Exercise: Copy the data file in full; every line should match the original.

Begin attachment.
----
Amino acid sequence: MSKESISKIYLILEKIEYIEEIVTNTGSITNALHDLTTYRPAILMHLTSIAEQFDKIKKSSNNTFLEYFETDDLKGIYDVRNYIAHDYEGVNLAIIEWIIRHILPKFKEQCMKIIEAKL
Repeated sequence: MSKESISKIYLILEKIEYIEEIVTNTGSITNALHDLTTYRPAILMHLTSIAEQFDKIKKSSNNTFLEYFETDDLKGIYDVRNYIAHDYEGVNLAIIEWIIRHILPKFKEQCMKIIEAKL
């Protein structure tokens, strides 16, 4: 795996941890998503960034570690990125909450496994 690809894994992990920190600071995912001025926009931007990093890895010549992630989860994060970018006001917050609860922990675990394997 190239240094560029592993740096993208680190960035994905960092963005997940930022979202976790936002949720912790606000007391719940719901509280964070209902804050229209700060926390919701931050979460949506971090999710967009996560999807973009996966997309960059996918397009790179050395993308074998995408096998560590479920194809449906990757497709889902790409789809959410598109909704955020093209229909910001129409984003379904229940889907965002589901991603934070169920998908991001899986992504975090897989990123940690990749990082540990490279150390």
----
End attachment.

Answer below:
Amino acid sequence: MSKESISKIYLILEKIEYIEEIVTNTGSITNALHDLTTYRPAILMHLTSIAEQFDKIKKSSNNTFLEYFETDDLKGIYDVRNYIAHDYEGVNLAIIEWIIRHILPKFKEQCMKIIEAKL
Repeated sequence: MSKESISKIYLILEKIEYIEEIVTNTGSITNALHDLTTYRPAILMHLTSIAEQFDKIKKSSNNTFLEYFETDDLKGIYDVRNYIAHDYEGVNLAIIEWIIRHILPKFKEQCMKIIEAKL
């Protein structure tokens, strides 16, 4: 795996941890998503960034570690990125909450496994 690809894994992990920190600071995912001025926009931007990093890895010549992630989860994060970018006001917050609860922990675990394997 190239240094560029592993740096993208680190960035994905960092963005997940930022979202976790936002949720912790606000007391719940719901509280964070209902804050229209700060926390919701931050979460949506971090999710967009996560999807973009996966997309960059996918397009790179050395993308074998995408096998560590479920194809449906990757497709889902790409789809959410598109909704955020093209229909910001129409984003379904229940889907965002589901991603934070169920998908991001899986992504975090897989990123940690990749990082540990490279150390």